In Egypt, archaeologists find part of 4,000-year-old statue

In Egypt, archaeologists find part of 4,000-year-old statue
This undated photo released by the Egyptian Ministry of Antiquities shows a wooden head believed to depict Ankhesenpepi II, the mother of King Pepi II of the 6th dynasty who ascended to the throne at the age of six, that was was found in the district of Saqqara, near the ancient Pyramids of Giza during excavation work. In a statement Wednesday, Oct. 18, 2017, by the Antiquities Ministry said the artifact is in poor condition and will have to undergo restoration. (Egyptian Ministry of Antiquities via AP)

Egypt says archaeologists have discovered the head of a wooden statue, likely belonging to a female regent who ruled the country more than 4,000 years ago.

Wednesday's statement by the Antiquities Ministry says the artifact was found in the district of Saqqara, near the ancient Pyramids of Giza. It says the part of the statue is in poor condition and will have to undergo restoration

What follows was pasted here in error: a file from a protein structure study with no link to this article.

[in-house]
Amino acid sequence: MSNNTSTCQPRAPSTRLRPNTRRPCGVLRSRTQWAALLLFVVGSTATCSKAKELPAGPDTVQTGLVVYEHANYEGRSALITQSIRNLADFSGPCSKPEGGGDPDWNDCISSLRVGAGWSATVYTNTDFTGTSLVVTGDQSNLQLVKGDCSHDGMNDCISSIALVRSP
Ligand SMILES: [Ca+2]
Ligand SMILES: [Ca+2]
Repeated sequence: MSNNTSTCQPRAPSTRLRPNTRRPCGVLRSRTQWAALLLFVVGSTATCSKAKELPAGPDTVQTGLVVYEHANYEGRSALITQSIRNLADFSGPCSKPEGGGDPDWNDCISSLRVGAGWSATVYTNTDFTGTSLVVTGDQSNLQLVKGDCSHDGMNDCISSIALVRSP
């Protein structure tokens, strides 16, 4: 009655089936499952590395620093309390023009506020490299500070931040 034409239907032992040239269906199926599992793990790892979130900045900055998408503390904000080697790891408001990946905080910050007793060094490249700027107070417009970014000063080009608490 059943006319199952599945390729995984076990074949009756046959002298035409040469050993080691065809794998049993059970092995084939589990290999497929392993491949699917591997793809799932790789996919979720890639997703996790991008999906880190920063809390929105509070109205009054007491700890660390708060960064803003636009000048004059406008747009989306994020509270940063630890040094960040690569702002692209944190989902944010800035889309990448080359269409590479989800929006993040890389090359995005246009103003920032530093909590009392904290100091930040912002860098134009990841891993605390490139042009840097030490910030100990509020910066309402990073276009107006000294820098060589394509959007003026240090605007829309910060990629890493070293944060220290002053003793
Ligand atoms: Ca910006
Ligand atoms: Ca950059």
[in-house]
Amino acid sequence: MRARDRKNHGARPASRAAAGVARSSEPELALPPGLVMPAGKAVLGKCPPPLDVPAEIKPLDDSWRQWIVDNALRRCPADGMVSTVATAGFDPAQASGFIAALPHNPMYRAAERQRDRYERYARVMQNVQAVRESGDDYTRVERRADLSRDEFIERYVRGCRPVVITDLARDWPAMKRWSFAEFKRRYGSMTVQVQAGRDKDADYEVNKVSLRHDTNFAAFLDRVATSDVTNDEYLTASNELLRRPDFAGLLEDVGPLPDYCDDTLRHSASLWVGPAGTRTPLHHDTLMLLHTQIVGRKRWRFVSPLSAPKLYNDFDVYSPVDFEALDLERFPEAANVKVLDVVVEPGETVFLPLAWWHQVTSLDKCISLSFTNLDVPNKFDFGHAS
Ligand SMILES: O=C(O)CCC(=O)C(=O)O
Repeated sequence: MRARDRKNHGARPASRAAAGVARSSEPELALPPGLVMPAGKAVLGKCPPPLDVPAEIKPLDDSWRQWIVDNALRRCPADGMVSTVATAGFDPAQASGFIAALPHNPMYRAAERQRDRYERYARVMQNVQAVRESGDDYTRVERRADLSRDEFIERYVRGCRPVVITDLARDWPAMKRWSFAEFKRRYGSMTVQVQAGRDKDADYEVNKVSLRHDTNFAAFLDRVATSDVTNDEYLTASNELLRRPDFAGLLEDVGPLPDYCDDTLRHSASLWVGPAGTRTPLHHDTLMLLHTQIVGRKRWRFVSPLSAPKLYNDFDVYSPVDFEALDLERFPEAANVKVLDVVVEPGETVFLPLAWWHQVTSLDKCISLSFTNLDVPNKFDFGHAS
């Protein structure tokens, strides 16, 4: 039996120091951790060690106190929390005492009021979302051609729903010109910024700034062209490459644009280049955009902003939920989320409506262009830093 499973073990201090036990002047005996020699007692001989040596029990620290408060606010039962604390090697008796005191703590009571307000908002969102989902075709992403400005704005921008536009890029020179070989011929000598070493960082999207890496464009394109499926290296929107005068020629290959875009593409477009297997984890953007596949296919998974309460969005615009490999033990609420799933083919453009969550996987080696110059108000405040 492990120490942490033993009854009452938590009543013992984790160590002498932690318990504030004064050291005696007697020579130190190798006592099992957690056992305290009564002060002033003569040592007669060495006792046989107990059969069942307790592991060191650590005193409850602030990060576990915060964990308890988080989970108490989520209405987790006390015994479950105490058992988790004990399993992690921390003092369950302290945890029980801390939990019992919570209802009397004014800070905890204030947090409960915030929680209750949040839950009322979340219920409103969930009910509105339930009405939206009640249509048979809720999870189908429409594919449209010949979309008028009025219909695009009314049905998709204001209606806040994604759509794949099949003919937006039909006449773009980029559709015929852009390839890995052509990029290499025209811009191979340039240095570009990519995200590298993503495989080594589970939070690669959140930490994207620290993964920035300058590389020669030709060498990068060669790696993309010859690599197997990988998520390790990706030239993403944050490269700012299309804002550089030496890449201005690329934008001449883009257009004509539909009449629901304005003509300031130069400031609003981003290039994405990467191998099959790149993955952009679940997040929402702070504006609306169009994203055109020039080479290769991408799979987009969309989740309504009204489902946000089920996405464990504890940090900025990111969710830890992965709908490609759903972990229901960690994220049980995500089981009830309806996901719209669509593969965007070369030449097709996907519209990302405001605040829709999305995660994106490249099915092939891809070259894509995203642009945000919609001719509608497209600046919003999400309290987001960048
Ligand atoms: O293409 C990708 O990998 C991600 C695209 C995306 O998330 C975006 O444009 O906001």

The uncovered head is believed to depict Ankhesenpepi II, the mother of King Pepi II of the 6th dynasty who ascended to the throne at the age of six. She ruled Egypt as regent during the early years of his reign.

Earlier in October, at the same dig uncovered part of an obelisk made of pink granite that belongs to the same .


Explore further

Egypt archaeologists find pharaoh chapel

© 2017 The Associated Press. All rights reserved.

Citation: In Egypt, archaeologists find part of 4,000-year-old statue (2017, October 18) retrieved 13 November 2019 from https://phys.org/news/2017-10-egypt-archaeologists-year-old-statue.html
This document is subject to copyright. Apart from any fair dealing for the purpose of private study or research, no part may be reproduced without the written permission. The content is provided for information purposes only.
906 shares

Feedback to editors

User comments